Writer – Robert Kanigher
Artist – The Redondo Studio, Joe Kubert
Underneath a beautiful cover by the one and only Joe Kubert, Robert Kanigher and The Redondo Studio begin things on an almost lyrical, though tragic note. Readers are introduced to a young girl who has overdosed on drugs and is soon to be dumped off of a bridge by those responsible. Thankfully Ragman intervenes and though he is far too late to have prevented her death he can at least save her body from being despoiled, giving those who love her a little closure. What follows is a tale where the police can do nothing about the rash of kids who are overdosing throughout the city as they have no idea how the drugs are getting through their blockades. Ragman in his civilian identity of Rory Regan takes a number of kids including Teddy whom he saved last issue to the fair, a place catering to the innocent of society. It is there though, that things not so innocent in nature come to light and the drugs that have been infecting the youth of the city are soon intercepted by none other than the ‘Tatterdemalion of Justice’, Ragman. In a second tale by Kanigher and illustrated by Kubert, a group of grave robbers looking to make a score find more than they are looking for when they encounter a figure in the shadows amongst the tombstones, a man covered in rags. Like the previous books in the series, this fourth issue is expertly written with just the perfect amount of melodrama balanced with a fair amount of action, making for a very enjoyable read. The first story about drugs facing the youth of the day still holds true currently and thus lands more of an impact than if it was a story about a costumed villain or common criminal while the second is powerful in its silence. Rory continues to be a good man through and through, a hero to many both in and out of costume which is good to see, something that is sometimes not stressed enough with the more famous of costumed heroes. As always, the artwork is top-notch and altogether, this second-to-last issue of Ragman’s first series is a great read.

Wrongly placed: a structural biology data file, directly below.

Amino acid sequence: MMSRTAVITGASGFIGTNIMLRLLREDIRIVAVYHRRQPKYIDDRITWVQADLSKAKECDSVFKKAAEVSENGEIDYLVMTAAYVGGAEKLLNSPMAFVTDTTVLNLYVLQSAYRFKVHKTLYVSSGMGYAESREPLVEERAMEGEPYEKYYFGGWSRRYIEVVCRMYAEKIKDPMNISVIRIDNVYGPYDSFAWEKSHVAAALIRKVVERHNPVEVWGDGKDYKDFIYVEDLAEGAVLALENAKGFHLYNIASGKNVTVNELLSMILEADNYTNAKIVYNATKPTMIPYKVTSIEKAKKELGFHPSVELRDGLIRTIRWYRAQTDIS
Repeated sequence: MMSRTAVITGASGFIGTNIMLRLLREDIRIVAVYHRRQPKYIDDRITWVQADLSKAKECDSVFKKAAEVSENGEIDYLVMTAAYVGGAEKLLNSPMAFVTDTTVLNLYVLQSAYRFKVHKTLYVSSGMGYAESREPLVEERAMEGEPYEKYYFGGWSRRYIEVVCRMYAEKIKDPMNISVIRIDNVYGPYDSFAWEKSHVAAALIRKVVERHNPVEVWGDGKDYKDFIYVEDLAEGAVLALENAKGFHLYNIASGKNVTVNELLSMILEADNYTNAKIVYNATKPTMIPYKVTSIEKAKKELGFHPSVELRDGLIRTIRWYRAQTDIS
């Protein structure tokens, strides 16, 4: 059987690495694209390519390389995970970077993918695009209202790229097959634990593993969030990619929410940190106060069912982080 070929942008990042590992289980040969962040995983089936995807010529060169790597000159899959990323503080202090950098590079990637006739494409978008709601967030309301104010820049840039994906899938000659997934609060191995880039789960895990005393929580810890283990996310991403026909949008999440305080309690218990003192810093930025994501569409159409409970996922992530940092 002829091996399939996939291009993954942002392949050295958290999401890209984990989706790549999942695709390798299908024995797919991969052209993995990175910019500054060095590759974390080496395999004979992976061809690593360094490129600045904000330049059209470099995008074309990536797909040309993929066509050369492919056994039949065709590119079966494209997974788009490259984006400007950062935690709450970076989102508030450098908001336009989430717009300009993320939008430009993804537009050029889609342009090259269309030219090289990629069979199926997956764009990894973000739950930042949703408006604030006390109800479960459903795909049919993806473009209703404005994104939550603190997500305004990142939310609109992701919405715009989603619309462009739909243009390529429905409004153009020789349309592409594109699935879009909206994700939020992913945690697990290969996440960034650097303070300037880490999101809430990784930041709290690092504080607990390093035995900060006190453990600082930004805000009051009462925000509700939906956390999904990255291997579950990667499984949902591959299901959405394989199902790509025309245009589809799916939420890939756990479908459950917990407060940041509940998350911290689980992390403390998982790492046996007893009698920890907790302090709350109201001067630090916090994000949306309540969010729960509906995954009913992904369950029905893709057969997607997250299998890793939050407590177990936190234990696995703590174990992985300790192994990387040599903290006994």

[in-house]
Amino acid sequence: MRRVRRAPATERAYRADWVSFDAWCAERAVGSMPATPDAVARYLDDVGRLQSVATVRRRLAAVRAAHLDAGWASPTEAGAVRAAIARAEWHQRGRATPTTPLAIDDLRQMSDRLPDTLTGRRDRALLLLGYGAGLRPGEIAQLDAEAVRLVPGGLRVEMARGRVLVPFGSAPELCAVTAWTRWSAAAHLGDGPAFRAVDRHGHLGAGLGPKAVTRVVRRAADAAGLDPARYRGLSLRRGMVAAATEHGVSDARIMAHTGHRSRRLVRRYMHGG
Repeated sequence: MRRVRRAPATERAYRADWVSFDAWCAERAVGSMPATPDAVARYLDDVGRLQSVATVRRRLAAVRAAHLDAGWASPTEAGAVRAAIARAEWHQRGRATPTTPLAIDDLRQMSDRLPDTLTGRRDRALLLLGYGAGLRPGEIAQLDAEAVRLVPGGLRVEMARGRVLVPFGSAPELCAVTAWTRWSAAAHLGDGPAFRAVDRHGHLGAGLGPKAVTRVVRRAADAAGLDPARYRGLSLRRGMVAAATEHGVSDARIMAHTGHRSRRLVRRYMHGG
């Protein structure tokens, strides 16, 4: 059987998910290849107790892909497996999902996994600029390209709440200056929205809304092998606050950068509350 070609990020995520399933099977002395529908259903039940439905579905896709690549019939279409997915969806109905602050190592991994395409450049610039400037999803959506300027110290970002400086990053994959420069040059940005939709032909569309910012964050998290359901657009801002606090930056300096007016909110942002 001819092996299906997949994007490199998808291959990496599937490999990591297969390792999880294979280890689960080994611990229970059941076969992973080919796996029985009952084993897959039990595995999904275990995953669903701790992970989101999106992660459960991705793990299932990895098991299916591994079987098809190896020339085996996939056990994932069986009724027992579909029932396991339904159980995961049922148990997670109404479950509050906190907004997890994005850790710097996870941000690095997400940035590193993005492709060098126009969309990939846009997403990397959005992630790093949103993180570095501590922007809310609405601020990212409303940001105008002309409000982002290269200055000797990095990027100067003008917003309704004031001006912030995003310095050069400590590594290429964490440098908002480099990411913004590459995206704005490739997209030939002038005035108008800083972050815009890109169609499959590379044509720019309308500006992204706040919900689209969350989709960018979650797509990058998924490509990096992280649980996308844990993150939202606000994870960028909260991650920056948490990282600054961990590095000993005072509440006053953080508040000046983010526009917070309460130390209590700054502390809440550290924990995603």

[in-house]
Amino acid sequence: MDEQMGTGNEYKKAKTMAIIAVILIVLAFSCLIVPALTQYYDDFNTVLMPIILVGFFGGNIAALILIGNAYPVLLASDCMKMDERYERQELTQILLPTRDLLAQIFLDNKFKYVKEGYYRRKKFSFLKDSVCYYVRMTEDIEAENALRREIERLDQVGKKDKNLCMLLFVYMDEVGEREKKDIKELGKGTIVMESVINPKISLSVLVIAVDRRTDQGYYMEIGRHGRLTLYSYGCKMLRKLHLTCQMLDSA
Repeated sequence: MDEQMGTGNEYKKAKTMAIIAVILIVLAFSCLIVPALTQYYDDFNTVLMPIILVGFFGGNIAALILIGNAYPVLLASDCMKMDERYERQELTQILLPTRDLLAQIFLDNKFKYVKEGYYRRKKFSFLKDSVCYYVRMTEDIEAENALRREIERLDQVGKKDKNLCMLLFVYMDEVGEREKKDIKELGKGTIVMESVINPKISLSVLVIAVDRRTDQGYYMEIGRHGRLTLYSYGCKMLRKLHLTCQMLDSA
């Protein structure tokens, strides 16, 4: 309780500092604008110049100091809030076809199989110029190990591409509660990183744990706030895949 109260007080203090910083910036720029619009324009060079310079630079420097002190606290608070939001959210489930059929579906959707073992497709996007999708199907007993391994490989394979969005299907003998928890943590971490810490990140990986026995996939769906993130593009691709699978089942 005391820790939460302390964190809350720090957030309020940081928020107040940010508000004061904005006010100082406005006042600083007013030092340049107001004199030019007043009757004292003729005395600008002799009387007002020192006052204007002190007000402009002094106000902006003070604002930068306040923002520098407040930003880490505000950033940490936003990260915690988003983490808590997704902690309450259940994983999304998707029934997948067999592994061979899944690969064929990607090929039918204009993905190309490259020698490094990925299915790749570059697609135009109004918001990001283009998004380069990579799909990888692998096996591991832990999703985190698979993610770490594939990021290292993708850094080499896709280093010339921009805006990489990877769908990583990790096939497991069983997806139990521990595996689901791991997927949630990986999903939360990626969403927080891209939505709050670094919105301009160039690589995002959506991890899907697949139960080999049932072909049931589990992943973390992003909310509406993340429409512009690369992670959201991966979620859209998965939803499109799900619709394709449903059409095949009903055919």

4 out of 5